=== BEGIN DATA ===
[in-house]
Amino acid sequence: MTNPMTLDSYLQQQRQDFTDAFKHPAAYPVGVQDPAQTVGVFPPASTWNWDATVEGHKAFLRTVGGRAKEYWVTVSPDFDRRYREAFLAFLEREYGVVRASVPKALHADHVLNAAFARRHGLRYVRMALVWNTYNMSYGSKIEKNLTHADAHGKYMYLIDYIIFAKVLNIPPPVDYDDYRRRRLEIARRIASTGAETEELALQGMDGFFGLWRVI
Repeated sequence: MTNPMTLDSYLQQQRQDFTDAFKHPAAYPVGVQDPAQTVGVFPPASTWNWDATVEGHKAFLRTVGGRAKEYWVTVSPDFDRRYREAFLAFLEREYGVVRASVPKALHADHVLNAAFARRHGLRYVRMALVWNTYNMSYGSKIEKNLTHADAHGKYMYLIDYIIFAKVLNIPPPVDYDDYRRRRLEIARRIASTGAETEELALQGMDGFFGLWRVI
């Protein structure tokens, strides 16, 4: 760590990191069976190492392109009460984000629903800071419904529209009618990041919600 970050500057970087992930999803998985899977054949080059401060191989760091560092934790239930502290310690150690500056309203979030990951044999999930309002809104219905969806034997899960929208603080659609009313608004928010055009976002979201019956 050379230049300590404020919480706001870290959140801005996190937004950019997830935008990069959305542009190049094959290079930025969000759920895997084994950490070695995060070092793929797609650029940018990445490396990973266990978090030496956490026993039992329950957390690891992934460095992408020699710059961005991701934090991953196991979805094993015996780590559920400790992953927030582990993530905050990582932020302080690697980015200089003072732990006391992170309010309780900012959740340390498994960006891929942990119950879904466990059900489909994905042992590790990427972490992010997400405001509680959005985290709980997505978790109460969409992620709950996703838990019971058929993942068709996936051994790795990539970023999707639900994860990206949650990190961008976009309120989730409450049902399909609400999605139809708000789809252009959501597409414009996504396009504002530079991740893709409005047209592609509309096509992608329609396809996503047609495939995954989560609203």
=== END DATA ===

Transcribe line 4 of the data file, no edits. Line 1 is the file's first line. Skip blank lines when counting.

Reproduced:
């Protein structure tokens, strides 16, 4: 760590990191069976190492392109009460984000629903800071419904529209009618990041919600 970050500057970087992930999803998985899977054949080059401060191989760091560092934790239930502290310690150690500056309203979030990951044999999930309002809104219905969806034997899960929208603080659609009313608004928010055009976002979201019956 050379230049300590404020919480706001870290959140801005996190937004950019997830935008990069959305542009190049094959290079930025969000759920895997084994950490070695995060070092793929797609650029940018990445490396990973266990978090030496956490026993039992329950957390690891992934460095992408020699710059961005991701934090991953196991979805094993015996780590559920400790992953927030582990993530905050990582932020302080690697980015200089003072732990006391992170309010309780900012959740340390498994960006891929942990119950879904466990059900489909994905042992590790990427972490992010997400405001509680959005985290709980997505978790109460969409992620709950996703838990019971058929993942068709996936051994790795990539970023999707639900994860990206949650990190961008976009309120989730409450049902399909609400999605139809708000789809252009959501597409414009996504396009504002530079991740893709409005047209592609509309096509992608329609396809996503047609495939995954989560609203």